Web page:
Life is less forgiving in your mid-40s or 60s. At this age, you have tried your hand at various things in life, and you either succeeded or failed. Be it divorce, bankruptcy or financial mistakes that result in a bad credit score, you have to pick up the bill and get back on your feet. With a bad credit score, usually below 619 on the FICO score, many doors will be closed for you. That means no access to loans, higher insurance premiums and sometimes unemployment because some employers take credit reports seriously.
Living on a low or fixed income means every cost you incur needs to be deliberate and well thought. A budget helps you to plan financially and ensures you stay out of debt. Through a priority list, you can balance your income to your expenses.
Though tax season officially starts on January 27th, 2020, many people push off filing until March or April. If you find that you're one of those people who always wait until the last minute to file your taxes, you can save yourself some stress by filing early this year. Read on to learn more about the benefits of filing your taxes early.
Get Your Return Sooner
While filing your taxes is less than fun, getting that tax return check in the mail can make it all worth it. If you expect to receive a tax return this year, make it a goal to get that money into your hands as soon as you can. Filing your taxes early can help you get your return months in advance. And if you file online, you can get it even faster.
Paper filing can sometimes take weeks for the IRS to process, even if you file early. E-filing your taxes and opting for direct deposit is often a lot quicker. Those who e-file can see the money in their account in an average of three weeks. If you use your tax return to pay down debt, getting your return earlier means you can pay debt earlier and avoid interest.
And data shows that those who file their return earlier tend to get a bigger check. The IRS notes that those who file by the end of February sometimes get up to $400 more in their return than people who wait until March or April to file. If you were given the option to get more money sooner, you'd take it, right?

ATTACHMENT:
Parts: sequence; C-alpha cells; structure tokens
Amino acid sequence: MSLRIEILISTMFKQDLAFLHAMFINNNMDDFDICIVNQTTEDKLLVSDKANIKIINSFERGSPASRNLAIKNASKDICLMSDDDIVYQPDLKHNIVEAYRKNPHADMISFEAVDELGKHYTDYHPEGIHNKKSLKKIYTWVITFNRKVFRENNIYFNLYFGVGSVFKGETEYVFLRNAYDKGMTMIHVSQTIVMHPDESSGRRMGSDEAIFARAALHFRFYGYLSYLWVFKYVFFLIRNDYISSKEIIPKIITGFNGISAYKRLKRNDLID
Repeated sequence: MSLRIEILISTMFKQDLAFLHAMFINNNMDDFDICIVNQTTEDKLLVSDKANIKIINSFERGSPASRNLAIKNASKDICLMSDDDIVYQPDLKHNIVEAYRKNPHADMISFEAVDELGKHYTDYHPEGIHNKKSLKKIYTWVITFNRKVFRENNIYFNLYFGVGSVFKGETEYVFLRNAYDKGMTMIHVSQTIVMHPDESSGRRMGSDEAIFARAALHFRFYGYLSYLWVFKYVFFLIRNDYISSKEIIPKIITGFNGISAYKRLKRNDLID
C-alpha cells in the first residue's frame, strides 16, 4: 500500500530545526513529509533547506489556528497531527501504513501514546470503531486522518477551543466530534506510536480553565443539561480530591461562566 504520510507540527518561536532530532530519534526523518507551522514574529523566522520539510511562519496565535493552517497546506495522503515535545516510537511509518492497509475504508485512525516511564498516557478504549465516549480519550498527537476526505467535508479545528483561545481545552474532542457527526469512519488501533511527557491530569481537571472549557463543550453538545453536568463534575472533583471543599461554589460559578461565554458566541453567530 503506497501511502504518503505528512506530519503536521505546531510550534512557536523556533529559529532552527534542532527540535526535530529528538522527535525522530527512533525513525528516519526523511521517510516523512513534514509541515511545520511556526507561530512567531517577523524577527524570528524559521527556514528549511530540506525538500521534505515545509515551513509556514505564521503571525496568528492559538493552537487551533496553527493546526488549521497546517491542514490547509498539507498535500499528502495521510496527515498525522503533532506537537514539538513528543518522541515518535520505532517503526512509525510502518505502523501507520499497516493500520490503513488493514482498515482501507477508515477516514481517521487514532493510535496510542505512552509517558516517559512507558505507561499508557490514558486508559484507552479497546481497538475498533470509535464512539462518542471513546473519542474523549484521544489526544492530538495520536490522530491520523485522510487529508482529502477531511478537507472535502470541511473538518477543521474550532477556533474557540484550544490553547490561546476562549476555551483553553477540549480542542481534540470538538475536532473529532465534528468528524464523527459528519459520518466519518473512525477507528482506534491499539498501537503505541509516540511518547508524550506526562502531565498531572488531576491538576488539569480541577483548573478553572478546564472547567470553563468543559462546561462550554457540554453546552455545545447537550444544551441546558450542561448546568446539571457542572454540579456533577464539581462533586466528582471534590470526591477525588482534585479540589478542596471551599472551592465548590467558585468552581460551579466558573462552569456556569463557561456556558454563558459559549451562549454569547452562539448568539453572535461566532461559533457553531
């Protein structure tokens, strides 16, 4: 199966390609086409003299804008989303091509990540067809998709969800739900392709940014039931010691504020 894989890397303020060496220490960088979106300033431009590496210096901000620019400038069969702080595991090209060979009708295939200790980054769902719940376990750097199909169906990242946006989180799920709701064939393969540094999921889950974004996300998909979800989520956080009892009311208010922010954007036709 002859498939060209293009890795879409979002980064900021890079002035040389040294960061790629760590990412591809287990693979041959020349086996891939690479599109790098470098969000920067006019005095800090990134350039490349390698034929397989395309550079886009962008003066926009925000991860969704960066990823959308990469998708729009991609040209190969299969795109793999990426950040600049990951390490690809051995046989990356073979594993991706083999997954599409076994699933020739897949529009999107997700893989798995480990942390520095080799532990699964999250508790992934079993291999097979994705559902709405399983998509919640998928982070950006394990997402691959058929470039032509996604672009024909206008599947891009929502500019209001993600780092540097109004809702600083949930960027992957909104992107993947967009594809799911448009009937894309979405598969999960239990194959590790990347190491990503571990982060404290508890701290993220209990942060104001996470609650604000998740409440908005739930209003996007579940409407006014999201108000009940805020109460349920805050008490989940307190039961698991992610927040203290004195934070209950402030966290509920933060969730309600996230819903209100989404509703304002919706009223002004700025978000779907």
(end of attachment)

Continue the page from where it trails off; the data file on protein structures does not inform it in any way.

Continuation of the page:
Topics: My Finances
As the dog days of summer are counting down and the cool air of the fall approaches, it's time once again to start planning for the holiday season. As we contemplate where the time has gone, at least there is still enough time to plan for the upcoming holidays and ensure they are meaningful. One good planning strategy is to check your credit/debit card rewards and retailer loyalty programs to help get extra cash and find great deals.
The Holidays are Expensive
Over the past ten years, the average cost of tuition at a four-year university has risen more than $7,000. This can pose a significant problem for many college students and their parents as they struggle to figure out how to come up with the cost of tuition, room and board, books, and more. Fortunately, there are strategies that can help many students better afford the rising cost of tuition.
1. Apply for FAFSA Early.
FAFSA registration opens on October 1. If your student wants to qualify for the best possible grants, scholarships, and work-study aid, it's important to apply as soon as possible. Many universities and even scholarship programs also require early registration for FAFSA, so make sure that your student takes care of filling out that important paperwork as soon as possible.
A digital wallet is defined by Investopedia as a system that stores personal payment information and passwords for multiple payment methods. Just like your physical wallet, a digital wallet stores your credit, debit, and other card information. However, all of the information is conveniently located on your smartphone. With 77% of American adults owning a smartphone, extending the convenience of these devices to consumer banking and purchasing habits is a natural next step.
As children grow, parents and teachers seek ways to educate them in every subject to help them reach success in adulthood. Unfortunately, the subject of finances is often overlooked. While it's important to gather knowledge and seek a good career, most of this planning is in vain when careful saving and spending habits are never acquired.
Topics: My Finances
Creating a budget can be daunting to some, especially if finances are tight. And while it might seem initially scary to set limits on yourself and impose new rules, it does not have to be. If set up correctly, budgets can be freeing, believe it or not. They give you a better perspective on your spending habits, what to improve, and which areas of life you can allocate more money. And once you get into the habit of sticking to a budget, it gets easier and easier. Here are some ways to start:
With many Americans finding their 2018 income tax refunds a mere shadow of what they had been, now is the time to review your credit report to ensure it's in good shape--without that annual windfall to take care of old bills, you've got to be more strategic in how you manage your debt. Worse, if you owe any taxes for last year, it's imperative that you get your finances back on track so your borrowing power is strong.
Topics: My Finances